Rod microglia: elongation, alignment, and coupling to form trains across the somatosensory cortex after experimental diffuse brain injury
1 Department of Child Health, University of Arizona College of Medicine - Phoenix, Phoenix, AZ, USA
2 Barrow Neurological Institute at Phoenix Children’s Hospital, Phoenix, AZ, USA
3 Spinal Cord & Brain Injury Research Center, Department of Anatomy & Neurobiology, Department of Physical Medicine & Rehabilitation, University of Kentucky College of Medicine, Lexington, KY, USA
4 Department of Biology and Biochemistry, University of Bath, Bath, England
5 Neuroscience Program, Arizona State University, Tempe, AZ, USA
6 Phoenix VA Healthcare System, Phoenix, AZ, USA
Journal of Neuroinflammation 2012, 9:247 doi:10.1186/1742-2094-9-247Published: 30 October 2012
Since their discovery, the morphology of microglia has been interpreted to mirror their function, with ramified microglia constantly surveying the micro-environment and rapidly activating when changes occur. In 1899, Franz Nissl discovered what we now recognize as a distinct microglial activation state, microglial rod cells (Stäbchenzellen), which he observed adjacent to neurons. These rod-shaped microglia are typically found in human autopsy cases of paralysis of the insane, a disease of the pre-penicillin era, and best known today from HIV-1-infected brains. Microglial rod cells have been implicated in cortical ‘synaptic stripping’ but their exact role has remained unclear. This is due at least in part to a scarcity of experimental models. Now we have noted these rod microglia after experimental diffuse brain injury in brain regions that have an associated sensory sensitivity. Here, we describe the time course, location, and surrounding architecture associated with rod microglia following experimental diffuse traumatic brain injury (TBI).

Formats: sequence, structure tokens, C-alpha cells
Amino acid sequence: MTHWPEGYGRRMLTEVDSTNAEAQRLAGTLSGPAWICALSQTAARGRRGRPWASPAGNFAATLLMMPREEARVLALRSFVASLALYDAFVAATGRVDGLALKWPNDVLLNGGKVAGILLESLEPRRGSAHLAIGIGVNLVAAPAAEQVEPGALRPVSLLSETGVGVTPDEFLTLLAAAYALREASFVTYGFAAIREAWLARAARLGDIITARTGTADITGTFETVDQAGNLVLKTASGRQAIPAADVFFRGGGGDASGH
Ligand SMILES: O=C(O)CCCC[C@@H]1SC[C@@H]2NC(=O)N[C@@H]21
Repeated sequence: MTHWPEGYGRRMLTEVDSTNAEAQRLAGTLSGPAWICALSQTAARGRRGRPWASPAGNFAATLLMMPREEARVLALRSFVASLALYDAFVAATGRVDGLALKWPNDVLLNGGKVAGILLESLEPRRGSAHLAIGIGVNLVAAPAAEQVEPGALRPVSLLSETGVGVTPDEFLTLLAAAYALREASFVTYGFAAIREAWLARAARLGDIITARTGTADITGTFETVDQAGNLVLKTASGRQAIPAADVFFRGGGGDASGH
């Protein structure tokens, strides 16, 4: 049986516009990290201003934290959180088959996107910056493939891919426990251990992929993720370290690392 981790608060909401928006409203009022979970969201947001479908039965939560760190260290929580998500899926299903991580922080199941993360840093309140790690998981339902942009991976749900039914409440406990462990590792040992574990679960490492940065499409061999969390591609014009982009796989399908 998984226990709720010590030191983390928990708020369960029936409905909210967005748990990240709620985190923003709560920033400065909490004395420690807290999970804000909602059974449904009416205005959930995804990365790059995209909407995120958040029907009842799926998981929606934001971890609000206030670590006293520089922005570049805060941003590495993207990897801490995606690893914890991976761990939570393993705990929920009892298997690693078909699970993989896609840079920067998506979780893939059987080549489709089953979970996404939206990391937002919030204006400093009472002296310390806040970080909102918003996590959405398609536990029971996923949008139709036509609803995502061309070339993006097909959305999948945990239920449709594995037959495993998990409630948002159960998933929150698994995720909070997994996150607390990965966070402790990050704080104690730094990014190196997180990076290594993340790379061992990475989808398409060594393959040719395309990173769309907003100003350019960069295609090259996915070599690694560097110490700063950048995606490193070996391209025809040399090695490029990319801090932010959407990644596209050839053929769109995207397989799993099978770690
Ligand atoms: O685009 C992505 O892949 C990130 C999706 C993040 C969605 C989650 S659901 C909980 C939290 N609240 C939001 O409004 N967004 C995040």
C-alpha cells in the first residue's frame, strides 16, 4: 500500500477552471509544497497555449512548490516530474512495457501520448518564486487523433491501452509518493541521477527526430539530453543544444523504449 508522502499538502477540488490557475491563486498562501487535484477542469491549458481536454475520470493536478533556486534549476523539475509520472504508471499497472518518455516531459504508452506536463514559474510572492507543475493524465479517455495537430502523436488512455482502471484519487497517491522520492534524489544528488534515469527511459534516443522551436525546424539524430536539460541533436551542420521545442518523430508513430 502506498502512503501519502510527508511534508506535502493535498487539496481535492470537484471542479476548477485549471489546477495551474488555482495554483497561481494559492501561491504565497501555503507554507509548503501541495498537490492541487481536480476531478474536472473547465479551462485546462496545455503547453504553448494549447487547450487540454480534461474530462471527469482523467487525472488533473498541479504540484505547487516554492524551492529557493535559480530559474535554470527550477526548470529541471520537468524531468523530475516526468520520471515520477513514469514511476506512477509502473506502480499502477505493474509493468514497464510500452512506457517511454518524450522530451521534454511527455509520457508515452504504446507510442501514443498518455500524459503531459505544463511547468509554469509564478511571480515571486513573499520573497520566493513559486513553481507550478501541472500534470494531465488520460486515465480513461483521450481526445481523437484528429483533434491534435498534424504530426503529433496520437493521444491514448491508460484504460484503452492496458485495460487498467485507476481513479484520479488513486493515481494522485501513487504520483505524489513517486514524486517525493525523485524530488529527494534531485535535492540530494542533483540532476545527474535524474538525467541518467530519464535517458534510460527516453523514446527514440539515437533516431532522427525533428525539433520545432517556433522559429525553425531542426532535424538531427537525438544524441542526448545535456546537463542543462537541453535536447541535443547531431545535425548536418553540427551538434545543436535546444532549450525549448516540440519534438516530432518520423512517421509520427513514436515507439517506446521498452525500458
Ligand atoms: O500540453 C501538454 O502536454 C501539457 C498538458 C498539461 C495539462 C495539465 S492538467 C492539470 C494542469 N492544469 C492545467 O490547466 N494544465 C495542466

Rats were subjected to a moderate midline fluid percussion injury (mFPI), which resulted in transient suppression of their righting reflex (6 to 10 min). Multiple immunohistochemistry protocols targeting microglia with Iba1 and other known microglia markers were undertaken to identify the morphological activation of microglia. Additionally, labeling with Iba1 and cell markers for neurons and astrocytes identified the architecture that surrounds these rod cells.
We identified an abundance of Iba1-positive microglia with rod morphology in the primary sensory barrel fields (S1BF). Although present for at least 4 weeks post mFPI, they developed over the first week, peaking at 7 days post-injury. In the absence of contusion, Iba1-positive microglia appear to elongate with their processes extending from the apical and basal ends. These cells then abut one another and lay adjacent to cytoarchitecture of dendrites and axons, with no alignment with astrocytes and oligodendrocytes. Iba1-positive rod microglial cells differentially express other known markers for reactive microglia including OX-6 and CD68.
Diffuse traumatic brain injury induces a distinct rod microglia morphology, unique phenotype, and novel association between cells; these observations entice further investigation for impact on neurological outcome.